night shifts have nothing to do with women coming down with breast cancer
Working night shifts has “little or no effect” on a woman’s risk of developing breast cancer, new research suggests.
In 2007, a World Health Organization committee said shift work “probably” had a link to breast cancer, based on studies of animals and people.
But this new work by leading UK cancer experts looked at data on 1.4m women and found there was no association with night shift work.
Cancer Research UK (CRUK) said it hoped the findings would reassure women.
The International Agency for Research on Cancer (IARC) made its ruling in 2007 because of shift work’s disruption to the body clock.
At that time there was limited evidence about breast cancer risk in humans, so the classification was mainly based on a combination of animal and lab studies.
The new research is published in the Journal of the National Cancer Institute.
Funded by the UK Health and Safety Executive, Cancer Research UK and the UK Medical Research Council, it looked at data from 10 different studies from the UK, USA, China, Sweden and the Netherlands.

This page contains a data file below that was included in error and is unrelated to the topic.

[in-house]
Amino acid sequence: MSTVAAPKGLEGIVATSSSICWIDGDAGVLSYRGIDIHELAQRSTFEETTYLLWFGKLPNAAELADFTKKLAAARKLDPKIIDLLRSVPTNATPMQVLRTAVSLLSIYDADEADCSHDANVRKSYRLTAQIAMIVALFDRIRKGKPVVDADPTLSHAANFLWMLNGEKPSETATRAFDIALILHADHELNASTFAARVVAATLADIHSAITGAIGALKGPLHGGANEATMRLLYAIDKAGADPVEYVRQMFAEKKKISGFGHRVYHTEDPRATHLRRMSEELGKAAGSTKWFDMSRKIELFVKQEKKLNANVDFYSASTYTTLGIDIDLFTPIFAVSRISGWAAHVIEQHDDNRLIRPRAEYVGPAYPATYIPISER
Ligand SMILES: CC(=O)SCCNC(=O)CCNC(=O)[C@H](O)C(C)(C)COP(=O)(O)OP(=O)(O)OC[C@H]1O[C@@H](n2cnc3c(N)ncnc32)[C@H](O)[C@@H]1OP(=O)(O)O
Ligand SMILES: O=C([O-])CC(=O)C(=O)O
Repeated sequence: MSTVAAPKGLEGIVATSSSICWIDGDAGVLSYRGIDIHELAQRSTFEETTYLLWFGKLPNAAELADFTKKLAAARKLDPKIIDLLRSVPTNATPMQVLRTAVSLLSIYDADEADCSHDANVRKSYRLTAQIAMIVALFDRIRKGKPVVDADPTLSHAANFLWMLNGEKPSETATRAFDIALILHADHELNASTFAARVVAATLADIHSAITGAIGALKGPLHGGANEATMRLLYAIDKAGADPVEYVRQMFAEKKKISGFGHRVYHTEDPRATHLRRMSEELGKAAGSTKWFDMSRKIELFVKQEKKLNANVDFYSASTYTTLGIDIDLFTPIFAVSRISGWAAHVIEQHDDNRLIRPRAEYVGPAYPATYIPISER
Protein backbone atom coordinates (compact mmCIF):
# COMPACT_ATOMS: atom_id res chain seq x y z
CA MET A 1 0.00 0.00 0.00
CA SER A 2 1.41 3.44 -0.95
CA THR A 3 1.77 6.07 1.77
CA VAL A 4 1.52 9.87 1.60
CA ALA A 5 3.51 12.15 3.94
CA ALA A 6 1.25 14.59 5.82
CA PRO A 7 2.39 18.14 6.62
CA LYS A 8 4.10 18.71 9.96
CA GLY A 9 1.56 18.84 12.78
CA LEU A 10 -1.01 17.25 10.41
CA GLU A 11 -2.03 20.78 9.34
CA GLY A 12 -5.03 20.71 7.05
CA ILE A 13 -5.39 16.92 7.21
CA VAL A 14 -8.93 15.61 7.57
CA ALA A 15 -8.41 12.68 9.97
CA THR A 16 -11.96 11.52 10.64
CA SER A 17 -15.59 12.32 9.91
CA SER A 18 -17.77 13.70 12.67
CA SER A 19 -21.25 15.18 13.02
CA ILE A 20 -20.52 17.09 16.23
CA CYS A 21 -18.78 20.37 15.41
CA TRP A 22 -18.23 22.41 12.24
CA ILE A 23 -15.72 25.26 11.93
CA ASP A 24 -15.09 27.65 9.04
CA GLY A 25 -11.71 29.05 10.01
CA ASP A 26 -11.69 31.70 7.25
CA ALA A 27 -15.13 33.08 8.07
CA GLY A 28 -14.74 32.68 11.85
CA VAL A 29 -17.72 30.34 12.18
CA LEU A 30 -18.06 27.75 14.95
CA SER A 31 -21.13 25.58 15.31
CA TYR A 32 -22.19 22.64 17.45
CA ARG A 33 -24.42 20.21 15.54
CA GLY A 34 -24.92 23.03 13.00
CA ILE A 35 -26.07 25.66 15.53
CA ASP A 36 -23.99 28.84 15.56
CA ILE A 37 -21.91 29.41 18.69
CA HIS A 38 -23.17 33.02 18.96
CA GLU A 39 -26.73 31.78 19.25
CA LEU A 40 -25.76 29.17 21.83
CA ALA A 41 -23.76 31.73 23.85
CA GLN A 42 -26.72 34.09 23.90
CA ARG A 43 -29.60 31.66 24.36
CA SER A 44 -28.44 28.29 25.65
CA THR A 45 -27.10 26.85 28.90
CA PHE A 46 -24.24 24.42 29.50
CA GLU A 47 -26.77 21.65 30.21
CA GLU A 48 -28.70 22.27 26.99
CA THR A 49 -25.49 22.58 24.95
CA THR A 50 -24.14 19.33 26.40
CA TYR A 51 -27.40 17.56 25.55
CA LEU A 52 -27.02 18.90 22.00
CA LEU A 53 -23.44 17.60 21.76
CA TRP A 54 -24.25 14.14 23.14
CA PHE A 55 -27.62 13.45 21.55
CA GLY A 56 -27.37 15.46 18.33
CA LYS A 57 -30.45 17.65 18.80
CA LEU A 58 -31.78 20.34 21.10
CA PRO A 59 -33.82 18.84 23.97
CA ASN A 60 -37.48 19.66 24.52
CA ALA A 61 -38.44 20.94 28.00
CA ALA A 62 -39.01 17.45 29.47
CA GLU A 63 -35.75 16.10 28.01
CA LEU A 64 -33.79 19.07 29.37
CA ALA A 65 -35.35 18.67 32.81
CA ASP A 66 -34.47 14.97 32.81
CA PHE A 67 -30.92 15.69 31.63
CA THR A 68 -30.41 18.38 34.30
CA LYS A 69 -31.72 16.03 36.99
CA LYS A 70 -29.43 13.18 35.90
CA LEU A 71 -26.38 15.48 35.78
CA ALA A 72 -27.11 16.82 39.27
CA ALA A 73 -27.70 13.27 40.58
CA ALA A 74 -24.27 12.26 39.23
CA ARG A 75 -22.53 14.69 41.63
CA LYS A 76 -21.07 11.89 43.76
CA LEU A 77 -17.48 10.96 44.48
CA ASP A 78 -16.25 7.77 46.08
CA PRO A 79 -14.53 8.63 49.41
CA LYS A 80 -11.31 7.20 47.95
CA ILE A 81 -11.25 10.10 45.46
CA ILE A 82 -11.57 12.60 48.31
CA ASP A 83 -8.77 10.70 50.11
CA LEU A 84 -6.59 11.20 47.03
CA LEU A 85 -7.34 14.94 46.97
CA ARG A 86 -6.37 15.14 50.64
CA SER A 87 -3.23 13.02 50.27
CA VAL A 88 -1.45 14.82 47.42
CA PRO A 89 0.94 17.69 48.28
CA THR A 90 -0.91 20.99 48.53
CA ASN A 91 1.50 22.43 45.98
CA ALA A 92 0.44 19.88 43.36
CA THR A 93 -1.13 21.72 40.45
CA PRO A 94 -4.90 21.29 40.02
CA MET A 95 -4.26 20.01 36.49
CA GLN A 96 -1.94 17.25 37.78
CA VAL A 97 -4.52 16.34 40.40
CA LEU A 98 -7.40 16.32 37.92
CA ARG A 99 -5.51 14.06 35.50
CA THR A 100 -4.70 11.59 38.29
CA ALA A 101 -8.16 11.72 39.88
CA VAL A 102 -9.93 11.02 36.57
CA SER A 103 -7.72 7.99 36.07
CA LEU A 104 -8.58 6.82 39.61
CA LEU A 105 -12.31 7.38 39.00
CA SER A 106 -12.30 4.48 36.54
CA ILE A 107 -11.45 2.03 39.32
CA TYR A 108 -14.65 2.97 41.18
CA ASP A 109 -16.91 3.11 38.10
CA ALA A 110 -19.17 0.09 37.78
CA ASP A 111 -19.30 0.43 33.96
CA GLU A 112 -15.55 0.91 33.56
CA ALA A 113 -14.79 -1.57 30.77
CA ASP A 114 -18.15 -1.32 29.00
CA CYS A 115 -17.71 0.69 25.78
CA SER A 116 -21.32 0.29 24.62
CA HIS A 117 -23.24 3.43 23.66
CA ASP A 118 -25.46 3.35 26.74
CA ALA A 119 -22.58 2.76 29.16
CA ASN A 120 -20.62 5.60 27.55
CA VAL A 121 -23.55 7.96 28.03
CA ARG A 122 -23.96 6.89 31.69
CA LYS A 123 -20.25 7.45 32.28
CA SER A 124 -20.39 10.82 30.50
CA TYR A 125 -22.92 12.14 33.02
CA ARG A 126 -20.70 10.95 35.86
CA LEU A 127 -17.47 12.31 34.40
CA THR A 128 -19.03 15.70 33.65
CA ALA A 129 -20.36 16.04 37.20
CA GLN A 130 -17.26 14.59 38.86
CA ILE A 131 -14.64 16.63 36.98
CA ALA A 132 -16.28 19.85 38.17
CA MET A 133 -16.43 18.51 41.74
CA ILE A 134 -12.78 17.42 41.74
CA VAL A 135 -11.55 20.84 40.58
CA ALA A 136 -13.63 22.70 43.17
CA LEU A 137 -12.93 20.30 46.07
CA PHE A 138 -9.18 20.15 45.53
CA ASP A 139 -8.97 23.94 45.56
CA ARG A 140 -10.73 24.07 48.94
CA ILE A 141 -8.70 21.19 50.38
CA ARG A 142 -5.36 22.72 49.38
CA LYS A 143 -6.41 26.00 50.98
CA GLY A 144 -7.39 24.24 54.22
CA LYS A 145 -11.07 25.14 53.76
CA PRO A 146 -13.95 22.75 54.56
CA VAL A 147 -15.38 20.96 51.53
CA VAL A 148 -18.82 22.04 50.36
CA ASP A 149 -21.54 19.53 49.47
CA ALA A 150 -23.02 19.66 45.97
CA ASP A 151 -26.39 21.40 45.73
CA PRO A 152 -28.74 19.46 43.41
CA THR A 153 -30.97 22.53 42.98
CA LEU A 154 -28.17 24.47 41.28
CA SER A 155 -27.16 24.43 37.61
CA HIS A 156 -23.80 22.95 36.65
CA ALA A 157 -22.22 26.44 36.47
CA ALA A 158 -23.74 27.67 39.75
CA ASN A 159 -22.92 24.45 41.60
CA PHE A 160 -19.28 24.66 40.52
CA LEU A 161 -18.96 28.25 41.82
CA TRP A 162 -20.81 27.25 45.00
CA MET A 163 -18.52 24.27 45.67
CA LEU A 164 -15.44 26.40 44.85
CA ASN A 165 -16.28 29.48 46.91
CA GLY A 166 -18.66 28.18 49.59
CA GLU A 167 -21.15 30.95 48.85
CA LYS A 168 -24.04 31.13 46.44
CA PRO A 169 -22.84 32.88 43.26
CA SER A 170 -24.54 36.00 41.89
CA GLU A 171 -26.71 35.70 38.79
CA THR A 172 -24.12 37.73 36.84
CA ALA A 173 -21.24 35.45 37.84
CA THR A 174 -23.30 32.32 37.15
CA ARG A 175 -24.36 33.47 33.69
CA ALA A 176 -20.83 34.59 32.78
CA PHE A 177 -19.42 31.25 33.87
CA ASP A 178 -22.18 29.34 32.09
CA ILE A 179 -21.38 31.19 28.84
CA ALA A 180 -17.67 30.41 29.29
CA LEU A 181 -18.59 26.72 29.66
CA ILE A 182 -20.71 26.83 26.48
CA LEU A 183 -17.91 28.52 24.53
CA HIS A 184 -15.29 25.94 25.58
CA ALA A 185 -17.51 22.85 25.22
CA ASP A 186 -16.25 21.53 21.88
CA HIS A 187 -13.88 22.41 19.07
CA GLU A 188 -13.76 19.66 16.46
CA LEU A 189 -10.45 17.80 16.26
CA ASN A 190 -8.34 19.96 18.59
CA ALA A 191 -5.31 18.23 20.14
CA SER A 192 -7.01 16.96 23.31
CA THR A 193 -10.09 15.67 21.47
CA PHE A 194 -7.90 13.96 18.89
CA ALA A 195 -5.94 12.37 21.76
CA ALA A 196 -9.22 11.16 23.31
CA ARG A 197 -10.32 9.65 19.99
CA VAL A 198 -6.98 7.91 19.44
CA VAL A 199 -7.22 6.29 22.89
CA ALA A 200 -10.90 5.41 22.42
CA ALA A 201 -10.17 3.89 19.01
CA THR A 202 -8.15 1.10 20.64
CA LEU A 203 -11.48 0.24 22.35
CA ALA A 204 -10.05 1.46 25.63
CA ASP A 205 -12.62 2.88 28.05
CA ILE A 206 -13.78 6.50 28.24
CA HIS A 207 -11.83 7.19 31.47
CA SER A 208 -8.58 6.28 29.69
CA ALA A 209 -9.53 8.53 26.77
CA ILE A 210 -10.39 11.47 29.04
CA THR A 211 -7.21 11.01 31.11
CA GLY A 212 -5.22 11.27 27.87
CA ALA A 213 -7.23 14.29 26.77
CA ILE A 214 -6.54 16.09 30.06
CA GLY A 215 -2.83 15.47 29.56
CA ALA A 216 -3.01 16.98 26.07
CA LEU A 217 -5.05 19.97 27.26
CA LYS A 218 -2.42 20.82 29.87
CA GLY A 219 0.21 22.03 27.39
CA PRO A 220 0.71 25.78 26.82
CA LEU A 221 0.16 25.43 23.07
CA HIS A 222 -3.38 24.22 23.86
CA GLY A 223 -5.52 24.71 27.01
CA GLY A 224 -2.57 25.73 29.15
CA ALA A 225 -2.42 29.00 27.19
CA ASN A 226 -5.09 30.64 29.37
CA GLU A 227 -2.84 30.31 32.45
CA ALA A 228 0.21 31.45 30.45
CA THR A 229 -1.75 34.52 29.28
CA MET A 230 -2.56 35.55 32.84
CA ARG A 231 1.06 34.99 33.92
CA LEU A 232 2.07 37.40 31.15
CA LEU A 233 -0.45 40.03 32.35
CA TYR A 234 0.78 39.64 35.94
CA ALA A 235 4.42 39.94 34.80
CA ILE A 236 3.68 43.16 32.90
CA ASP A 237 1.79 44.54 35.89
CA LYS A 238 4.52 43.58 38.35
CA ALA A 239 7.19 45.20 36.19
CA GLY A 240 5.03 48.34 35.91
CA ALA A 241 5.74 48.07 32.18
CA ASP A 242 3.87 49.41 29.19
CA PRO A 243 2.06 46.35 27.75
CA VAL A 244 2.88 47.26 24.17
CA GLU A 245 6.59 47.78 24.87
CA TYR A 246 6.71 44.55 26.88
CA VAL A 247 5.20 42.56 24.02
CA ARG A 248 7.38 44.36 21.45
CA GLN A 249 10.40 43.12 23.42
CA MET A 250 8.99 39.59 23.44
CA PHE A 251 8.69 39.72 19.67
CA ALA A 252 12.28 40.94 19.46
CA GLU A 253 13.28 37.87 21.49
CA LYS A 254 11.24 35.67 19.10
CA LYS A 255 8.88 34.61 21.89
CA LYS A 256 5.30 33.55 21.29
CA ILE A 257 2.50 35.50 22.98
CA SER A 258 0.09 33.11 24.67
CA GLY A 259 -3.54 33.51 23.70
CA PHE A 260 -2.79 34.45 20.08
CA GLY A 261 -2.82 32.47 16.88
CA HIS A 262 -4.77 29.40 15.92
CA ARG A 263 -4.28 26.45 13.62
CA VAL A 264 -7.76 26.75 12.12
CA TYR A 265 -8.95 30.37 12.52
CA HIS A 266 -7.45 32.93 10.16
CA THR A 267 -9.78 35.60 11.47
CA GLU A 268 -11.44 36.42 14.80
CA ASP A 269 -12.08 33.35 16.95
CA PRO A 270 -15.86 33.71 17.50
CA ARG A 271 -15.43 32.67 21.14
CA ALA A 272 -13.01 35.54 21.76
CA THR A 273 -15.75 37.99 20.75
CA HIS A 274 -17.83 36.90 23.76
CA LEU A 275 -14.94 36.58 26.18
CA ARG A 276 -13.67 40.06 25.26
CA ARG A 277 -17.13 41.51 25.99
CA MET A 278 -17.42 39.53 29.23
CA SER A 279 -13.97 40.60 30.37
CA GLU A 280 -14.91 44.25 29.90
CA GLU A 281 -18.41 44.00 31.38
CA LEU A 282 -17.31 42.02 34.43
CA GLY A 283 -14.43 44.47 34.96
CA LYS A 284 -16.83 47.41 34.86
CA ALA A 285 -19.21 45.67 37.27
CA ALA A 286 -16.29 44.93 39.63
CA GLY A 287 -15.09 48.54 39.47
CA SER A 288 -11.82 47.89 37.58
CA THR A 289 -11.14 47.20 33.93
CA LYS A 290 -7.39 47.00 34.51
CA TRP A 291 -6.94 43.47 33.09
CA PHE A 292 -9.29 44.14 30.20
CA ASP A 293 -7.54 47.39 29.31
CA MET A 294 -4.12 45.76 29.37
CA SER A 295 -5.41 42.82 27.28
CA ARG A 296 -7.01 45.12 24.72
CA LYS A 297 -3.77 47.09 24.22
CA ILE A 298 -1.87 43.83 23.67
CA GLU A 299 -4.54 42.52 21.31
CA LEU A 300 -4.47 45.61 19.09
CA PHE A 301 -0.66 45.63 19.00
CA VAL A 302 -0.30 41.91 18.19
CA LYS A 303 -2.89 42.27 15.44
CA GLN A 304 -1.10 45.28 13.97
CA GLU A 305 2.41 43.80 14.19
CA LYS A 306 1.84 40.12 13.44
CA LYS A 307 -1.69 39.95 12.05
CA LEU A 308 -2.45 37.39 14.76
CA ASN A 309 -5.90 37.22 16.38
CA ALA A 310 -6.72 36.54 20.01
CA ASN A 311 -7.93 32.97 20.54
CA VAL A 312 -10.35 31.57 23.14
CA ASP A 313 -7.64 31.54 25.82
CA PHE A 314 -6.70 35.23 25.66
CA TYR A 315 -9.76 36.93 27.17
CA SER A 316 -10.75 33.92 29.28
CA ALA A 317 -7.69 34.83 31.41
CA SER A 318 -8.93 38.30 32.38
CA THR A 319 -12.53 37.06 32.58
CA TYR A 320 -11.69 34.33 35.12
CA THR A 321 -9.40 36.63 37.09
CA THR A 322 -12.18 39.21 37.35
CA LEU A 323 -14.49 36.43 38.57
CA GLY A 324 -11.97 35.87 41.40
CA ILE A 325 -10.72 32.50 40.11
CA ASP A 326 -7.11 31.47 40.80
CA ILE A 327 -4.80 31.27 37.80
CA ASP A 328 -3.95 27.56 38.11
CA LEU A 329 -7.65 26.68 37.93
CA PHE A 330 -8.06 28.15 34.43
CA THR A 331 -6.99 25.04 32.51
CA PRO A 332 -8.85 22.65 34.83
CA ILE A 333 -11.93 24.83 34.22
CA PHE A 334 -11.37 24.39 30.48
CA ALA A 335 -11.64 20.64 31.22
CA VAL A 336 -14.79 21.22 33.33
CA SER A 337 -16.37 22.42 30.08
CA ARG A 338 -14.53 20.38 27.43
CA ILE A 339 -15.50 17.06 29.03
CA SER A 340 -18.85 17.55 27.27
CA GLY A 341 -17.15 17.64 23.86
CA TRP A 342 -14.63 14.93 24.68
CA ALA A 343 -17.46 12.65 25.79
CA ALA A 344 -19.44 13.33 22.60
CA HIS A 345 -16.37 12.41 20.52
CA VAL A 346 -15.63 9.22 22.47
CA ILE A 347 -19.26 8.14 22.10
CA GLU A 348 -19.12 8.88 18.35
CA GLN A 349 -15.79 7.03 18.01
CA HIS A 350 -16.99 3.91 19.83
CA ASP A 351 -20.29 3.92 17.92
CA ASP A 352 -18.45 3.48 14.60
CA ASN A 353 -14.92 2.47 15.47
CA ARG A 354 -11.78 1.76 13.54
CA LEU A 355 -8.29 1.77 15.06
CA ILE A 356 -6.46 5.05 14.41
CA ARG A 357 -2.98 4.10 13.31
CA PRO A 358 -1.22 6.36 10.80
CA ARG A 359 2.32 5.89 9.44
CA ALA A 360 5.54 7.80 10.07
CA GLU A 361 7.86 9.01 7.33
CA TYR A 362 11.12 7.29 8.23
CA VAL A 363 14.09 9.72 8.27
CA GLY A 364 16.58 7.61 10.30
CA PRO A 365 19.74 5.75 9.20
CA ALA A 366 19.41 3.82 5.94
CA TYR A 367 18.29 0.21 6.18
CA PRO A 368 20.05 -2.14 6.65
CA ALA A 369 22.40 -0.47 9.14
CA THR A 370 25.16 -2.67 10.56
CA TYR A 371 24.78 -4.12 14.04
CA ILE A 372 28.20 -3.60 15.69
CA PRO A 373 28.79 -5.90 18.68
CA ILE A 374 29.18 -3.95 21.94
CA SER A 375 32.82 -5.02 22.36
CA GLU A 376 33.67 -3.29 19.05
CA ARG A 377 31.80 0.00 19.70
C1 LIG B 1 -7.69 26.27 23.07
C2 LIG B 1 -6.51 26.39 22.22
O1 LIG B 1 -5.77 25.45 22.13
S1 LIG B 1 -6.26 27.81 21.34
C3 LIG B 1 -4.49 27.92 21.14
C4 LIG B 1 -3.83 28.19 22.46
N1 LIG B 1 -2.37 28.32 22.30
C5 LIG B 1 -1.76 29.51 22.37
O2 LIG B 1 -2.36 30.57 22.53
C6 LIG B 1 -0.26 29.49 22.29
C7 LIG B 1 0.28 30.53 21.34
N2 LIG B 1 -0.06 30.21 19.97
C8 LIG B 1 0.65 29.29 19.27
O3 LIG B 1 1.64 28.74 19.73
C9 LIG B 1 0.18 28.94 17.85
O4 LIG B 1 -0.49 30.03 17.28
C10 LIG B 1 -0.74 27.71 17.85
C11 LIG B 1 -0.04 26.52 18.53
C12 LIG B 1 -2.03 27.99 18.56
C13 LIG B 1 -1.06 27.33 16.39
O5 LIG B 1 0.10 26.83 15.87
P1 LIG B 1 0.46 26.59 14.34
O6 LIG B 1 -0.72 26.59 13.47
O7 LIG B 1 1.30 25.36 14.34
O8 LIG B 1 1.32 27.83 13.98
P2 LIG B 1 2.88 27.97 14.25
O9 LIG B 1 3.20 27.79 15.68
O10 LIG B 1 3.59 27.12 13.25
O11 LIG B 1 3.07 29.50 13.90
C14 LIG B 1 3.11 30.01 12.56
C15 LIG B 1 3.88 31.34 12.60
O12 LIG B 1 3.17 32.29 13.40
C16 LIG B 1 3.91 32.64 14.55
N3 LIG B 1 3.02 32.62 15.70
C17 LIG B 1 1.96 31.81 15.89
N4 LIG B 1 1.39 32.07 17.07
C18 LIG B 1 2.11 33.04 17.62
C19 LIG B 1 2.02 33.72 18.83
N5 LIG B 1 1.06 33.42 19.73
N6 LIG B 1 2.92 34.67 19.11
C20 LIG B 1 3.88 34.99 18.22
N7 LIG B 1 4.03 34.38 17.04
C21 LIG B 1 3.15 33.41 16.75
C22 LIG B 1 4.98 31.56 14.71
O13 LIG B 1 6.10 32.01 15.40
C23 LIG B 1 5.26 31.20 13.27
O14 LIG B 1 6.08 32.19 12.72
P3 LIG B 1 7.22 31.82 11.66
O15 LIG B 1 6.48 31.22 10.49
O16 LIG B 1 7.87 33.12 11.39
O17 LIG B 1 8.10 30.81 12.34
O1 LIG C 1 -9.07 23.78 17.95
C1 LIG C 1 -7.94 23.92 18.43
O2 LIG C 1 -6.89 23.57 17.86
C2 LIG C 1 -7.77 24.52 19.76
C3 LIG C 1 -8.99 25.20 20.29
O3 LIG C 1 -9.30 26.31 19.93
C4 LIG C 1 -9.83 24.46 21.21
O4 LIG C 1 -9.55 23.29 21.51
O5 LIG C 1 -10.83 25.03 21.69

Compared with women who had never worked night shifts, those who had done some overnight work – even for 20 to 30 years – had no increased risk of breast cancer.
The researchers found that the incidence of breast cancer was essentially the same whether someone did no night shift work at all or did night shift work for several decades.
On average, 14% of women in the UK have ever worked nights and 2% have worked nights for 20 or more years.
Each year in the UK around 53,300 women are diagnosed with breast cancer, and around 11,500 die from the disease.
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